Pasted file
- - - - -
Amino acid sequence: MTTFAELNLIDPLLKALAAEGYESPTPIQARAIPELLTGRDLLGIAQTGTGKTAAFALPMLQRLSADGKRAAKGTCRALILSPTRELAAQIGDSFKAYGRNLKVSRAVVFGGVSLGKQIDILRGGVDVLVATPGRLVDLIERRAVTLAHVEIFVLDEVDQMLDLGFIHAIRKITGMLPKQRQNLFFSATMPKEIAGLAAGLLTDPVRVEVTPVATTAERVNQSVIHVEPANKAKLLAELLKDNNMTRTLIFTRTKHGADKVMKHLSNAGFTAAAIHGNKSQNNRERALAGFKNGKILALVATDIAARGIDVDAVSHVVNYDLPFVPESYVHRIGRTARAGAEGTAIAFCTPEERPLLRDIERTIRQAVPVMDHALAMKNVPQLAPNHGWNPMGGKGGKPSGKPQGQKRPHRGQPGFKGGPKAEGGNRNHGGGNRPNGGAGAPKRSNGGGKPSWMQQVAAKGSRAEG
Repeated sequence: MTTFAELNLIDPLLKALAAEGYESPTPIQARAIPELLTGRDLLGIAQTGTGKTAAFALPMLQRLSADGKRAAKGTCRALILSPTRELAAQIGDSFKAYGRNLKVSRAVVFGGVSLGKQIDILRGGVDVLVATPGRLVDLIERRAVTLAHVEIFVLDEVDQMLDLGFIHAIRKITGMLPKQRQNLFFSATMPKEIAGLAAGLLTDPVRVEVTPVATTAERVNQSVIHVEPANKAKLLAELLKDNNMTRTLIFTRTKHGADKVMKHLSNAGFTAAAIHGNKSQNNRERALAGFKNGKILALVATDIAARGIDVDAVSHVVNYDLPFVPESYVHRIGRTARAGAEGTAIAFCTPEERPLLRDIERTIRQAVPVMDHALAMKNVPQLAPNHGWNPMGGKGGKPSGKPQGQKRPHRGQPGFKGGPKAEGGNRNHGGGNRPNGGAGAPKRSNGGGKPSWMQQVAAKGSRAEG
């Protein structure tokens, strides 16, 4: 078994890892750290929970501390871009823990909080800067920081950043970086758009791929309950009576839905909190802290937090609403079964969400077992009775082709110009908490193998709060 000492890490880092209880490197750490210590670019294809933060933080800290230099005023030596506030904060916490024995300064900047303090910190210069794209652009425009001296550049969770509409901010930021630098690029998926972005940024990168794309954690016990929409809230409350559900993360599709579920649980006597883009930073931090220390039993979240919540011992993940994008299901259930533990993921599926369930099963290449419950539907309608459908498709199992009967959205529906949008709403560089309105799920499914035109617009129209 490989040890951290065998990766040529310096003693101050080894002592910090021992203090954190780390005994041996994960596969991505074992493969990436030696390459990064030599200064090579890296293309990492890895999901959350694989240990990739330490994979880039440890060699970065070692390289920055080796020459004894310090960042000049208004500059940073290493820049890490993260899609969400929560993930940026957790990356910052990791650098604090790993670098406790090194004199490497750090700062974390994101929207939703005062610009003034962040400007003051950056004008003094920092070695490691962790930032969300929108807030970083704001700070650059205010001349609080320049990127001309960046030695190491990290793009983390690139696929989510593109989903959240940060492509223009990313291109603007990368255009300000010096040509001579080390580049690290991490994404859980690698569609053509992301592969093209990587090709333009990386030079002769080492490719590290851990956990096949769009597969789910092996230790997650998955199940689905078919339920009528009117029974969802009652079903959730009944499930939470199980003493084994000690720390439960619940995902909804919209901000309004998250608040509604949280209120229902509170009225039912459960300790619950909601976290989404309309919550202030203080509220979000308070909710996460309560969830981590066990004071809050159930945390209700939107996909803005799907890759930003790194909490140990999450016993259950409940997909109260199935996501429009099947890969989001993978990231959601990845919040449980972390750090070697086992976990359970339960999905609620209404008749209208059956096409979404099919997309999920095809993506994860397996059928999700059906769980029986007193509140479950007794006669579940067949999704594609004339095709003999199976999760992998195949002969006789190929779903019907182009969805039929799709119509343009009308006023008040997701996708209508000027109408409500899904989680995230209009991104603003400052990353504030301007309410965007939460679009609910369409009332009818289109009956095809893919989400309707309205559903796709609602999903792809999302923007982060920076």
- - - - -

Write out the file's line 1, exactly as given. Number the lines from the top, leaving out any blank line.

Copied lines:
Amino acid sequence: MTTFAELNLIDPLLKALAAEGYESPTPIQARAIPELLTGRDLLGIAQTGTGKTAAFALPMLQRLSADGKRAAKGTCRALILSPTRELAAQIGDSFKAYGRNLKVSRAVVFGGVSLGKQIDILRGGVDVLVATPGRLVDLIERRAVTLAHVEIFVLDEVDQMLDLGFIHAIRKITGMLPKQRQNLFFSATMPKEIAGLAAGLLTDPVRVEVTPVATTAERVNQSVIHVEPANKAKLLAELLKDNNMTRTLIFTRTKHGADKVMKHLSNAGFTAAAIHGNKSQNNRERALAGFKNGKILALVATDIAARGIDVDAVSHVVNYDLPFVPESYVHRIGRTARAGAEGTAIAFCTPEERPLLRDIERTIRQAVPVMDHALAMKNVPQLAPNHGWNPMGGKGGKPSGKPQGQKRPHRGQPGFKGGPKAEGGNRNHGGGNRPNGGAGAPKRSNGGGKPSWMQQVAAKGSRAEG